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This eBook from the Gutenberg Project consists of approximately 330 pages of information about Aaron's Rod.

In fact he ran away again.  He gave a last look at the town and its white-fanged mountains, and descended through the garden, round the way of the kitchen garden and garage and stables and pecking chickens, back to the house again.  In the hall still no one.  He went upstairs to the long lounge.  There sat the rubicund, bald, boy-like Colonel reading the Graphic.  Aaron sat down opposite him, and made a feeble attempt at conversation.  But the Colonel wasn’t having any.  It was evident he didn’t care for the fellow—­Mr. Aaron, that is.  Aaron therefore dried up, and began to sit him out, with the aid of The Queen.  Came a servant, however, and said that the Signor Colonello was called up from the hospital, on the telephone.  The Colonel once departed, Aaron fled again, this time out of the front doors, and down the steep little park to the gates.

Huge dogs and little dogs came bounding forward.  Out of the lodge came the woman with the keys, smiling very pleasantly this morning.  So, he was in the street.  The wide road led him inevitably to the big bridge, with the violent, physical stone statue-groups.  Men and women were moving about, and he noticed for the first time the littleness and the momentaneousness of the Italians in the street.  Perhaps it was the wideness of the bridge and the subsequent big, open boulevard.  But there it was:  the people seemed little, upright brisk figures moving in a certain isolation, like tiny figures on a big stage.  And he felt himself moving in the space between.  All the northern cosiness gone.  He was set down with a space round him.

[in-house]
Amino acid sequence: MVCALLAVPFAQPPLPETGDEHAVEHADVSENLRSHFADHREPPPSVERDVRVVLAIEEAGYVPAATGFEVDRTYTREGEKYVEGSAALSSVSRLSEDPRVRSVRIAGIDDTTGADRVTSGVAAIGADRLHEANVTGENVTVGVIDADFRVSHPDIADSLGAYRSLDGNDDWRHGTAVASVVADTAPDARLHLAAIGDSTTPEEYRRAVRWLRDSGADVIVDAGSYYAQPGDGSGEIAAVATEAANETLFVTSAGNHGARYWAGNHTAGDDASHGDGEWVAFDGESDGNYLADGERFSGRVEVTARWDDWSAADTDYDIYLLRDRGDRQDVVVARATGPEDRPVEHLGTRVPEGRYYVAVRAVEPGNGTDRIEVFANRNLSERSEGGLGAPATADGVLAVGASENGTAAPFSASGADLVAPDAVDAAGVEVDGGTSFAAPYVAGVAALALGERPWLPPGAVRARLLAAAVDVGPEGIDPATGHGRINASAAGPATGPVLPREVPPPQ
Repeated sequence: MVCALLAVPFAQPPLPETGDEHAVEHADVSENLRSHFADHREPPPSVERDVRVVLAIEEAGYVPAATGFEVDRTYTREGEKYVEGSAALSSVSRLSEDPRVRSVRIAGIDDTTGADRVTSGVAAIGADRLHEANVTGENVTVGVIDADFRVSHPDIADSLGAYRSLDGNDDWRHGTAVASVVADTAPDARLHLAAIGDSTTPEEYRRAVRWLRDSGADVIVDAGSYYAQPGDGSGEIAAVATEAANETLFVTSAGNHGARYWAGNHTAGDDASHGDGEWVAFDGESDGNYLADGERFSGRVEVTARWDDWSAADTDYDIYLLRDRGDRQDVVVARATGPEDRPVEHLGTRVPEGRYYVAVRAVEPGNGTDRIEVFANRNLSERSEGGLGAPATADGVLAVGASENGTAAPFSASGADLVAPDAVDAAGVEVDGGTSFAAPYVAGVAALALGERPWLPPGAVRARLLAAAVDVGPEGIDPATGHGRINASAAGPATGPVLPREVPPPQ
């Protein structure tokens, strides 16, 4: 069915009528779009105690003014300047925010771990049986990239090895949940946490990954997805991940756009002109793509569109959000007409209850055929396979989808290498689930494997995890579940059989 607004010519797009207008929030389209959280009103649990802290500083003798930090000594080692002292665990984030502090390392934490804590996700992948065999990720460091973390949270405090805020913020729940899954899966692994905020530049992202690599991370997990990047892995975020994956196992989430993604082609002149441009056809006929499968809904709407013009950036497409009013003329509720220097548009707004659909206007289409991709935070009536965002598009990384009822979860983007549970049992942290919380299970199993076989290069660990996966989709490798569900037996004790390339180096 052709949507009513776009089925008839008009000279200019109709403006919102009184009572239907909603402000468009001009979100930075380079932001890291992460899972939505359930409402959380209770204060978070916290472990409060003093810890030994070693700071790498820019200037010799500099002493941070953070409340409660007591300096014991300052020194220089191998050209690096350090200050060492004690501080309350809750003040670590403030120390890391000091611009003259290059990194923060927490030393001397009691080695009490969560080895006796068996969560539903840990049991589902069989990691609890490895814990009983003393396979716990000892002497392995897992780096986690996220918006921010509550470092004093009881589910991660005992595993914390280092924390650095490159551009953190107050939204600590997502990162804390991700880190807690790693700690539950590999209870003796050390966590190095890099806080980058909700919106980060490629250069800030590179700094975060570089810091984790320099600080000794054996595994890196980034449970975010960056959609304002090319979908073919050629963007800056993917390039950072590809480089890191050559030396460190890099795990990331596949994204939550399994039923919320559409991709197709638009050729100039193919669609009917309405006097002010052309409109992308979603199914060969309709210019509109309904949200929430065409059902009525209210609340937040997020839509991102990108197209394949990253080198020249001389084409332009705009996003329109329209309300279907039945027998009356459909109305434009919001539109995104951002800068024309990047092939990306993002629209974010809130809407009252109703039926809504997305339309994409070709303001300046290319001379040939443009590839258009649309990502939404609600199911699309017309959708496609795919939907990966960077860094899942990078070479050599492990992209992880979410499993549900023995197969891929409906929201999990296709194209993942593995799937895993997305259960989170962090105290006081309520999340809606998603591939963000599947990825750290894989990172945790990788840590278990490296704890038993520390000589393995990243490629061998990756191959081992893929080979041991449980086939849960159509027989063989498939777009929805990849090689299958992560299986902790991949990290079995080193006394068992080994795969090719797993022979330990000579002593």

Little trams flitted down the boulevard in the bright, sweet light.  The barbers’ shops were all busy, half the Novarese at that moment ambushed in lather, full in the public gaze.  A shave is nothing if not a public act, in the south.  At the little outdoor tables of the cafes a very few drinkers sat before empty coffee-cups.  Most of the shops were shut.  It was too soon after the war for life to be flowing very fast.  The feeling of emptiness, of neglect, of lack of supplies was evident everywhere.

Aaron strolled on, surprised himself at his gallant feeling of liberty:  a feeling of bravado and almost swaggering carelessness which is Italy’s best gift to an Englishman.  He had crossed the dividing line, and the values of life, though ostensibly and verbally the same, were dynamically different.  Alas, however, the verbal and the ostensible, the accursed mechanical ideal gains day by day over the spontaneous life-dynamic, so that Italy becomes as idea-bound and as automatic as England:  just a business proposition.

Coming to the station, he went inside.  There he saw a money-changing window which was open, so he planked down a five-pound note and got two-hundred-and-ten lire.  Here was a start.  At a bookstall he saw a man buy a big timetable with a large railway map in it.  He immediately bought the same.  Then he retired to a corner to get his whereabouts.

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